Feeling Unsafe in Public Places : Understanding Women’s Fears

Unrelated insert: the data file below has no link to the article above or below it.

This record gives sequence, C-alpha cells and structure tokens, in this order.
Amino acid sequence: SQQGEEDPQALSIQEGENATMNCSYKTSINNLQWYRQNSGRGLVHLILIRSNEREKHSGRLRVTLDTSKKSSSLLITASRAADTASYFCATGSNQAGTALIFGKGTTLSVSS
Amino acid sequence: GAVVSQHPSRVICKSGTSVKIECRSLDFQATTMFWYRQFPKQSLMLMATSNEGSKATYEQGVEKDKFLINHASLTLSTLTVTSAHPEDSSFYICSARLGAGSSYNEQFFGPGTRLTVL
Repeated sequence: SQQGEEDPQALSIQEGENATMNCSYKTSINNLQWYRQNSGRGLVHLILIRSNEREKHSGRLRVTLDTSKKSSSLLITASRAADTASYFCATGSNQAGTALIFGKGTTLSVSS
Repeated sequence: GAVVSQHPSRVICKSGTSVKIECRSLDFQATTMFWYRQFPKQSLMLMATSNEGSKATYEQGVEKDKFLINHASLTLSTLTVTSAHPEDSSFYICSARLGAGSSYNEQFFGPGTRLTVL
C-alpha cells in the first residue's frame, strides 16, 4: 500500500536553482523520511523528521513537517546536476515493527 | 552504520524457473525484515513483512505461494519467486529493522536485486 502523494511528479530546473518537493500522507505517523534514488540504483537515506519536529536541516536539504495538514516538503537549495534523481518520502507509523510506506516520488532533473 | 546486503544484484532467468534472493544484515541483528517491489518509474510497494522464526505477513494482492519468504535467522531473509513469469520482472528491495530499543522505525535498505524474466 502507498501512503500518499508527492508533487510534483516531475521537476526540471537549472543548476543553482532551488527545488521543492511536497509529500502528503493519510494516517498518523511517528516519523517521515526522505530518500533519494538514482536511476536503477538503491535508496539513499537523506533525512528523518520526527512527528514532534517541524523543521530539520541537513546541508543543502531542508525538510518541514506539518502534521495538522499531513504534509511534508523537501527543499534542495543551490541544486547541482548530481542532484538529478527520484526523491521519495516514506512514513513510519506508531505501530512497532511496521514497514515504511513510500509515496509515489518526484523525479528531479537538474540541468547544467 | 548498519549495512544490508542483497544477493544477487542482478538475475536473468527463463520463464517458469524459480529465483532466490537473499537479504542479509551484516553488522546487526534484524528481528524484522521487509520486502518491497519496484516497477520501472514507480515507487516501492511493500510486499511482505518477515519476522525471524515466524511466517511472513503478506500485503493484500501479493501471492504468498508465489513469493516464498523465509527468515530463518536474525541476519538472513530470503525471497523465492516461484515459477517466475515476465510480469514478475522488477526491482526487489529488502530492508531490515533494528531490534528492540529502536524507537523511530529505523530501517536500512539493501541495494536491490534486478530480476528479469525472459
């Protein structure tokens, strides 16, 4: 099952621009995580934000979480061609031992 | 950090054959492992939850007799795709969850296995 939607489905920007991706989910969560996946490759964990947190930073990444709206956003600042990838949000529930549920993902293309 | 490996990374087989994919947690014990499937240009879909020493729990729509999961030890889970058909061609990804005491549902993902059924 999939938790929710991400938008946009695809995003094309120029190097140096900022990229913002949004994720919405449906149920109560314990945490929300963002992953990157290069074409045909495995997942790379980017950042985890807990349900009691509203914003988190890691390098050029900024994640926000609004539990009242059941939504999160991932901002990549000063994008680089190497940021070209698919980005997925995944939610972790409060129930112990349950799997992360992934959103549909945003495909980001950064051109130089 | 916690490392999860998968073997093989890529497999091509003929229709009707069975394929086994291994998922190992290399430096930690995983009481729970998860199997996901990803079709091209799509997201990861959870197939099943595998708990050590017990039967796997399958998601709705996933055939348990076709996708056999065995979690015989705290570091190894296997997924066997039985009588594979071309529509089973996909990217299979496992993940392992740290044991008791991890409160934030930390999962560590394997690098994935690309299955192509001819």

Using both quantitative and qualitative analysis (data from the Enquête Nationale sur les Violences Envers les Femmes survey and in-depth ad hoc interviews), this article explores the relationship between women’s fears for their safety, the experience of victimization, and women’s mobility in public places –three phenomena rarely dealt with in combination. While relatively few women spontaneously say they are afraid to go out alone, study of their actual practices and the content of their discourse enables us to qualify this assessment. In fact, many women, married, living with a partner, or with little or no free time due to the sexual division of labor, do not have to deal with the question of going out alone at night. Moreover, analysis of the practices of women who go out alone at night suggests that doing so involves maintaining strong mental vigilance, a condition revealed in their many tactics for meeting what they consider the imperative of avoiding contact. Mental vigilance is particularly strong among women who have been victims of aggression. Women’s mobility does not seem hampered by having been assaulted or otherwise harassed in a public place. However, violence of any kind, even the most apparently harmless or inconsequential, limits women’s freedom of movement in that it carries with it a threat felt over and beyond the moment it occurs, and increases what many women say is their fear of being alone in public space.